Hydroponic Strawberries – Puget Crimson and Tristar from bare roots grow June 2016

The first time I came across hydroponic strawberries was during a trip to the Cameroon Highlands in Malaysia. There were farms all over growing these in rows and rows of plastic tubes above the ground. The flavor was quite good and fruit size large. You would never have known that’s how they were grown if you didn’t see the farms. So fast forward to today, I thought I would give them a try. This is my second attempt at doing this. The first time didn’t work out and I’ll get into that later.

Benefits of Hydroponics

The plants sit in a nutrient solution and grow about 20-30% faster than in dirt. The water, as a medium, is more efficient at delivering oxygen and food to the roots. Another benefit is also less bugs and potentially higher yields. You can grow these year round indoors as you have a lot more control over the climate. For example, moving the plants indoors during the winter when temperatures drops. Strawberries in the winter ?  If you grow hydroponic strawberries then yes!!!!

Starting with bare root plants

I got my 20 bare root plants from Scenic Hill Farm in Oregon in the middle of June. On June 18, I planted 12 in two 16 quart Sterlite storage bins and put into a mini grow tent.  I put of the plants in the dirt in pots outside to compare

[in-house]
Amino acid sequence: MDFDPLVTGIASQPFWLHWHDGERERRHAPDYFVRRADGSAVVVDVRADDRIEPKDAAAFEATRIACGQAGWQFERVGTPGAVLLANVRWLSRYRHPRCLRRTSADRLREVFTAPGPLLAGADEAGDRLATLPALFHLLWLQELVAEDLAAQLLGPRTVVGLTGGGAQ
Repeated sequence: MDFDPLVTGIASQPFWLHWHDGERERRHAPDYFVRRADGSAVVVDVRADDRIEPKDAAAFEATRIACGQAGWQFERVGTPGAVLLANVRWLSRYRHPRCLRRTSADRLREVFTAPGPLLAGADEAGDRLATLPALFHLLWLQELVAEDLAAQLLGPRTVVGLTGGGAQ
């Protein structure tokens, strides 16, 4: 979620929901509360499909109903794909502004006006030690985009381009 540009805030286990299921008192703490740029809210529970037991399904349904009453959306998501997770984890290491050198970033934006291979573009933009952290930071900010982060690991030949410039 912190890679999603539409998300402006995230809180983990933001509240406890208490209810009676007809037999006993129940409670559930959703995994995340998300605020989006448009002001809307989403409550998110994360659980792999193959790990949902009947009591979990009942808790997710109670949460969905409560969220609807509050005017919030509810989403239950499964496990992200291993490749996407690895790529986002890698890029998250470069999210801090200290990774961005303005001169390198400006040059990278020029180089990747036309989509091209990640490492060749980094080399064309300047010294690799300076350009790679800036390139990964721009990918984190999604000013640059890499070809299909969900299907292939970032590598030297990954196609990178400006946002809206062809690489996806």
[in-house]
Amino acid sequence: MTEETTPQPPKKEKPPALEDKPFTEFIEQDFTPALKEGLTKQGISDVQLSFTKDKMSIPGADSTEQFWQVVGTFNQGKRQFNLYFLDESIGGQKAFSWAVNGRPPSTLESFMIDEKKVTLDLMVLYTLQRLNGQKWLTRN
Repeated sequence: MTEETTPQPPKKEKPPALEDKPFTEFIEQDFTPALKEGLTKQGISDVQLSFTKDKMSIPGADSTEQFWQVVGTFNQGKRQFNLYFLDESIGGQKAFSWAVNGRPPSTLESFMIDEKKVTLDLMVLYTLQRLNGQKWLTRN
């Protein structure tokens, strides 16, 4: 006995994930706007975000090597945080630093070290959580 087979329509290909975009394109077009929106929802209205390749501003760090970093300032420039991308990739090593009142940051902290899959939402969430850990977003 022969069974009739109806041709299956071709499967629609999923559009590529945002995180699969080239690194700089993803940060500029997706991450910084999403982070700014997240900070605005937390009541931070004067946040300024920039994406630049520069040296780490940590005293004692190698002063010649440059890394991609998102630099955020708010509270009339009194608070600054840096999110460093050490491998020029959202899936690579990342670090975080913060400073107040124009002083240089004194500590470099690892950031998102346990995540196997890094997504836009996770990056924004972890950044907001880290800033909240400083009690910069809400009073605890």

After about a week of planting, they started to show green leaves and right away flowered after sprouting a few leaves. It is recommended to cut the first set of flowers so the plants have a chance to grow more green leaves and develop their root system.

For nutrients I am using the Technaflora brandI have found this brand doesn’t swing the PH too much when adding to feed. I am checking the pH once a week and nutrients using a TDS meter as well; trying to keep pH between 5-6 and nutrients less than 1,000 PPM.

This is what they look like on July 17 or 4 weeks after I planted the bare roots. (Left is Tristar, Right Puget)

This is what they look like August 1 @ 6 weeks after planting. They are really putting out a bunch of runners, so I cut some off and allowed the more developed ones to continue so I have some new baby plants for next year.

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This is how the plants I put in pots are doing at 6 weeks (Tristar)!  You can see there’s a pretty big difference in progress between the strawberries in dirt vs hydroponic!! So far, hydroponic strawberries are winning the race.

Stay tuned for more updates on my hydroponic strawberries!

 

 

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